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Move DML Operations to SQL Functions

  • Name: Move DML Operations to SQL Functions
  • Status: Draft
  • Theme: Code quality, maintainability, performance, Removing SQLAlchemy


Role Assignee Notes
Owner Brent
Approver (project plan) Kriti Needs to approve project plan
Approver (backend) Brent Needs to approve back end spec
Contributor (requirements) Brent Creates product spec, requirements, GitHub issues
Contributor (requirements) Dom Creates product spec, requirements, GitHub issues
Contributor Anish Coding and reviewing
Contributor Dom Coding and reviewing
Contributor Mukesh Coding and reviewing


Data Manipulation Language (DML) operations are those that manipulate the data stored in a database. Some relevant SQL words are UPDATE, INSERT, and DELETE. These operations require knowledge of the database to do their work. E.g., a function must know the name of a table to INSERT into it. Our current architecture requires reflecting the state of the database into memory in Python and using that state to build INSERT queries and the like.

Our current setup for this is:

  • Inefficient (reflection is slow)
  • Complicated (hard to maintain)
  • Prone to bugs (managing state in Python memory is constantly tripping us up)

All of these problems are related to the fact that we’re building the SQL queries to run DML operations in Python.


Create DML functions in database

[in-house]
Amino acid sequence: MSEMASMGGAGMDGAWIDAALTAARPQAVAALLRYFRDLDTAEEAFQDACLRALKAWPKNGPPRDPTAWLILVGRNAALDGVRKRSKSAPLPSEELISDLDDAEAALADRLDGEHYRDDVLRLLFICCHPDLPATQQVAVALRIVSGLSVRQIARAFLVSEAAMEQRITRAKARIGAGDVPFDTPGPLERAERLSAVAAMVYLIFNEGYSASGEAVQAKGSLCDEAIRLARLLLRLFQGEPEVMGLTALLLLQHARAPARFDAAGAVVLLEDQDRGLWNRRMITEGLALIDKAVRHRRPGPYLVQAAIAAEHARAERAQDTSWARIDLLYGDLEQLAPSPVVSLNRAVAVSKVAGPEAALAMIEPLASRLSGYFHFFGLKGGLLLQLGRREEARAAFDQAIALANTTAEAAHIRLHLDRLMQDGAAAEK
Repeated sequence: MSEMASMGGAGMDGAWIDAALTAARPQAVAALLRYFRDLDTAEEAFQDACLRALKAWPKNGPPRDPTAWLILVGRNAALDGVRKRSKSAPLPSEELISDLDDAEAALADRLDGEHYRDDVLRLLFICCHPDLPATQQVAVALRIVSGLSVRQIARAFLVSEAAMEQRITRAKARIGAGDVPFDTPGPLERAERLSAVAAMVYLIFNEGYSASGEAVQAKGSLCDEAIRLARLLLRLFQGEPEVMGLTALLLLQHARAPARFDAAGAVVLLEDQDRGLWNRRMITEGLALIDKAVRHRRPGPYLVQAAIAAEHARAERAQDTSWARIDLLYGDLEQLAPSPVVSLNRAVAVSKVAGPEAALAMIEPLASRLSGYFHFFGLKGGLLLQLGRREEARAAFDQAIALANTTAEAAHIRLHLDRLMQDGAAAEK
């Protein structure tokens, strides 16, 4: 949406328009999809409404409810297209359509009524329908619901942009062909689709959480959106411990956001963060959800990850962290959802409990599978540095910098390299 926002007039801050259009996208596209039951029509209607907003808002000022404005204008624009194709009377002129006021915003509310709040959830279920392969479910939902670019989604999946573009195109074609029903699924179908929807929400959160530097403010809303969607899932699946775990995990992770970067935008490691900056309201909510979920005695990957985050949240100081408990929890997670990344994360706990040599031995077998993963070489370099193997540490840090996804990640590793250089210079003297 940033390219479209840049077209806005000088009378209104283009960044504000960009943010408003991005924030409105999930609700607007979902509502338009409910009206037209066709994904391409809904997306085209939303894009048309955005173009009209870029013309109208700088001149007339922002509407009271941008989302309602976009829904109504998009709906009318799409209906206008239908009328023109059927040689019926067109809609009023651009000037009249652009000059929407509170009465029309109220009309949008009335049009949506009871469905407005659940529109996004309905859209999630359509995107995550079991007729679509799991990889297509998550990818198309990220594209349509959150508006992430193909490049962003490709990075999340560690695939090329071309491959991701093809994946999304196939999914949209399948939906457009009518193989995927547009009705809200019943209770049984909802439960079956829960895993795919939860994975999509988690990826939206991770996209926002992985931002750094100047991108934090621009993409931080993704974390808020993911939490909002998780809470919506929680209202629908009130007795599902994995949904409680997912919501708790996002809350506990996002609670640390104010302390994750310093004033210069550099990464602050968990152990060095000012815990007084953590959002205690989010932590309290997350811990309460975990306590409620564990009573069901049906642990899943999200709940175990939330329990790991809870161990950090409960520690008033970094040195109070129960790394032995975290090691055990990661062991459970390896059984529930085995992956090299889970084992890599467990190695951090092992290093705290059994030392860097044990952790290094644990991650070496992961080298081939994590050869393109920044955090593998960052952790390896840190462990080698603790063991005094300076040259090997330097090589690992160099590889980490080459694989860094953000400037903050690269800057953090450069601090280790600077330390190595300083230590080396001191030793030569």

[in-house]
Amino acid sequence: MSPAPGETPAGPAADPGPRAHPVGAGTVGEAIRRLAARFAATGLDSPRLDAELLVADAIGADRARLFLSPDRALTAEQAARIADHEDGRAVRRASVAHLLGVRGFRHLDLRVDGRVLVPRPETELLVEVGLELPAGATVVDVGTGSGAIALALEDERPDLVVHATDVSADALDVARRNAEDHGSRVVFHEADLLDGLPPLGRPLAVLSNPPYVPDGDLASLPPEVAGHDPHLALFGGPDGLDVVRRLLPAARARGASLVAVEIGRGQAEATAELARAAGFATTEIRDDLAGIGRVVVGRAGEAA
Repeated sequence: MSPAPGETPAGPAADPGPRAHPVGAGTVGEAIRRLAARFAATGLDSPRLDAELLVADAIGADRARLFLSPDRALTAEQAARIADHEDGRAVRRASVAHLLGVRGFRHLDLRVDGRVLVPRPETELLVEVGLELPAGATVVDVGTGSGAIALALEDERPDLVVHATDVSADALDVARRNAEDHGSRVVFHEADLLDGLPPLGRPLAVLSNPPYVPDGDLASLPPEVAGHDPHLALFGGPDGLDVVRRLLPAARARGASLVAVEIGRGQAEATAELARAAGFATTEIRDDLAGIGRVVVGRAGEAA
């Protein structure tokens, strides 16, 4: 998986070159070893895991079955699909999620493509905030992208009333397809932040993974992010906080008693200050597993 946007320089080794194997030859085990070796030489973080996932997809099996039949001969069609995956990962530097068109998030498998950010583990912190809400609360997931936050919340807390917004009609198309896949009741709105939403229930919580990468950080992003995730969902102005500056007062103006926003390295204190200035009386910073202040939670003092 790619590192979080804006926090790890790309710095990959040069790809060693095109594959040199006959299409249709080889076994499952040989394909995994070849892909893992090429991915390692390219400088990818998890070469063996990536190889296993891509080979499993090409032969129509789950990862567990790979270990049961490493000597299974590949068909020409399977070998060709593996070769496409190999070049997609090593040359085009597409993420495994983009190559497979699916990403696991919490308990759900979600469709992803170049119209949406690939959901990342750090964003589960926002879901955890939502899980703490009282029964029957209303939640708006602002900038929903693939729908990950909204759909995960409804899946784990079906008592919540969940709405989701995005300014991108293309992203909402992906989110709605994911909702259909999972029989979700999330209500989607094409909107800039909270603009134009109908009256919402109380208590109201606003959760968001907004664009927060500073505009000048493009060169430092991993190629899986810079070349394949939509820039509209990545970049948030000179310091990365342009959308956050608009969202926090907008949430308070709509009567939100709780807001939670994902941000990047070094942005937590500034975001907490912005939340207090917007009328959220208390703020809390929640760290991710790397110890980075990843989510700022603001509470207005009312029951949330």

Create a function for each desired DML operation on the databse using SQL or PL/pgSQL.

  • Each such function should be overloaded to have the signature needed for calling from Python with minimal fuss, as well as the target signature.
  • Each such function should have a main implementation which uses the most reasonable signature for the task at hand.

Replace Python DML functions with wrappers of DB functions

Replace the current Python functions performing DML operations with thin wrappers for these functions.

  • Be mindful of looking out for functions which may be deleted, rather than replaced, once this is done.
  • Map the original Python function signatures to an appropriate function call of the database functions.
  • It’s completely fine to create scaffolding functions at this point to avoid letting changes sprawl.
  • After this phase, no SQLAlchemy imports should be used in any module whose functions are modified in this way, i.e., DML operation modules.

Refactor and clean up results

Refactor to remove SQLAlchemy objects from calls using Python DML functions:

  • Remove any SQLAlchemy objects from DML function signatures (This may require modifying callers slightly)
  • Remove SQLAlchemy from the entire call stack calling a given function, all the way up to the API (within reason).
  • Modify affected function signatures to avoid using schema_name, (schema_name, table_name), or (schema, table_name, column_name) identifiers. Instead, prefer schema_oid, table_oid or (table_oid, attnum) identifiers (may require modifying callers slightly, or scaffolding).
  • Delete any unneeded functions.


  • This is a major overhaul of the codebase. There’s always a possibility of unforseen problems
  • This will probably make the codebase less approachable for outsiders.
  • The testing may be trickier (though current prototyping didn’t require much changing of tests at all).




Note: Parts of this timeline are delayed, since they’re blocked by the removal of DDL, and Brent’s parental leave.

Date Outcome
2023-03-20 Prototyping work starts
2023-04-28 Implementation spec and prototyping complete
2023-05-05 Implementation spec approved
2023-05-12 All needed DML SQL Functions written
2023-05-19 All thin python wrappers written
2023-05-26 Refactor and clean up complete